I'm from the government and I'm here to help you. First sentence in the U.S. Public Health Service's Healthfacts for those 50 and over: "It's too late to die young."
Switch! "The head of every airline ought to spend one day a week riding tourist class, fitting elbows, legs and briefcase into jammed-together seats, and eating airline 'food.'" writes Donella Meadows in The Neighborhood Works (December-January). "Bob Dole, fulminating at the 'waste' of funding municipal swimming pools, ought to spend a summer as a kid on the hot, pool-less streets of New York. Congressional salaries should be set equal to that of the median U.S. family....Every environmentalist should have to go through the permit process to build a shopping mall in a town with strong zoning. Every mall developer should have to live across the street from his or her construction."
Is it possible that decentralization and integration don't mix? Lorraine Forte reports in Catalyst (December) that in 1987 216 Chicago public schools were outside the guidelines for integrated faculties (30-60 percent white, 40-70 percent minority). In 1992, four years after school reform gave principals increased hiring powers, the teaching staffs at 338 schools were outside the guidelines.
Feminism can contribute inadvertently to denial about lesbian battering, according to Mary Allen of the Minnesota Coalition for Battered Women, quoted in Windy City Times (November 4): "There's a set of values that goes with feminism that says that men are the perpetrators, that men have the power, and that men are the ones who will hurt us. It's very painful for women to realize that other women can hurt us as well. And some women would prefer to deny that it happens at all."
"You [baby boomers] wonder about the nature of the 'twenty-somethings': here's your answer," write Tom Frank and Keith White in the Chicago-based Baffler, reprinted in Alternative Press Review (Winter). "We are Twenty-Nothing, forever lost to your suburban platitudes; lost to the simple blather of your TV; deaf to your non-politics; hopelessly estranged from your cult of 'professionalism,' the brain-deadening architecture of your office complexes....Thus we proclaim your American Century at an end, with a shrug of distaste rather than the bang you had counted on. We are a generation that finally says No to your favorite institutions: not only will we not fight for oil, but we don't believe anything that you broadcast, we avoid your malls, we don't care about the free play of signifiers on your cable TV. And you can never be rid of us."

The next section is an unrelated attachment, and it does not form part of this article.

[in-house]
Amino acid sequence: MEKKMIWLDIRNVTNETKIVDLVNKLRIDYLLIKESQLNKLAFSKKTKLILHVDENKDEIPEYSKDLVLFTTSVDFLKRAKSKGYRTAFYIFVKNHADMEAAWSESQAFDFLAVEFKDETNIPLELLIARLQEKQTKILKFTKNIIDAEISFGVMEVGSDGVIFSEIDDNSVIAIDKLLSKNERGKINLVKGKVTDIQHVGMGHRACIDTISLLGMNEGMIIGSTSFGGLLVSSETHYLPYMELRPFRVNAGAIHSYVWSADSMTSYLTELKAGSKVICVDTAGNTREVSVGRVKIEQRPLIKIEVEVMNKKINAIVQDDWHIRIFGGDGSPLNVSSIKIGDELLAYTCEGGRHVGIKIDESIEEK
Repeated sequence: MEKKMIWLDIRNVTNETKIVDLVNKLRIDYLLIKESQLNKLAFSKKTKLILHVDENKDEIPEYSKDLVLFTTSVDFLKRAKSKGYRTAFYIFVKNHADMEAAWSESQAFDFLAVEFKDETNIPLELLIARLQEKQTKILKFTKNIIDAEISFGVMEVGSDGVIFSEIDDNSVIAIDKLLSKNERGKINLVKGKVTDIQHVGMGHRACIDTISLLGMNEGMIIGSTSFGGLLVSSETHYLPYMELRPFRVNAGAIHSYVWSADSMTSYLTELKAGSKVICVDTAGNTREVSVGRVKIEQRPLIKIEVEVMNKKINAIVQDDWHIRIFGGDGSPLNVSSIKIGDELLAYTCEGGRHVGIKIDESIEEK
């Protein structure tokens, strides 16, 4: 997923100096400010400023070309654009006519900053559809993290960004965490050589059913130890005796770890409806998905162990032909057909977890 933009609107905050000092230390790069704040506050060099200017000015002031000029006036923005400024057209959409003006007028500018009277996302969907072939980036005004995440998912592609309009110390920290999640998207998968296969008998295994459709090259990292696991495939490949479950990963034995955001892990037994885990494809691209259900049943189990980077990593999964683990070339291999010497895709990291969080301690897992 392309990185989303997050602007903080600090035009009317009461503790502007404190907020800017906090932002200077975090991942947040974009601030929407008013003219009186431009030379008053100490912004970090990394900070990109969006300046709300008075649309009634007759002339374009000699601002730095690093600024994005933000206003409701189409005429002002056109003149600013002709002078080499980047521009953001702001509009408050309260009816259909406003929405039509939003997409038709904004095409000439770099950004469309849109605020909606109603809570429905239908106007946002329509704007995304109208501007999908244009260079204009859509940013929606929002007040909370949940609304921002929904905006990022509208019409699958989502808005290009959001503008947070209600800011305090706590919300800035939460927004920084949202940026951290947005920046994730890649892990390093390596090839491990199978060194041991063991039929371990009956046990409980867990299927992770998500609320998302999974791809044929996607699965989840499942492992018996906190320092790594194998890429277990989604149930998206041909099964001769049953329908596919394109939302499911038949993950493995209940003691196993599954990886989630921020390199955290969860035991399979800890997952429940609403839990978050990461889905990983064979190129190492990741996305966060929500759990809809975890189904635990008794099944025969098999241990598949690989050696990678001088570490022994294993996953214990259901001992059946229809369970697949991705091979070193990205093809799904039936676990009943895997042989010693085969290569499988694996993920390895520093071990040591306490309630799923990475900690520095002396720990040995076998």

Chicago home-owner property taxes are about average, according to the Civic Federation's comparison of 1991 effective property-tax rates in 13 major cities. Among cities with significantly greater property-tax burdens than Chicago are Columbus, Milwaukee, Philadelphia, and Houston. The city sales tax is, however, well above average--but those who suffer from this extremely regressive levy just aren't as well organized as home owners are.
When multicultural education is politically incorrect. "The only dimension of parish life that has real, meaningful multicultural interaction is the charismatic prayer group," Father Richard Simon of Saint Thomas of Canterbury Parish on North Kenmore tells Charles Wood in Salt (January). "Spanish-, Vietnamese-, and various English-speaking parishioners attend and pray together for about 30 minutes."
Who, me? Never heard of food stamps. The Illinois Hunger Coalition reports that only 56 percent of eligible Illinoisans are participating in the food-stamp program. More than 900,000 people who could get food stamps don't--supposedly because of a "lack of knowledge about the program."
"The disparity in responding to and enforcing hazardous waste laws is based on race and not on income," according to a National Law Journal study of every federal environmental lawsuit concluded in the last seven years and every residential toxic-waste site in the 12-year history of Superfund (Human Rights, Fall). Among other things, "it takes 20 percent longer for advanced hazardous waste sites in minority communities to be placed on the Superfund priority list than sites in white neighborhoods. Minority areas wait the longest for a federal response to hazardous waste complaints; low-income communities wait almost as long."
Art accompanying story in printed newspaper (not available in this archive): illustration/Carl Kock.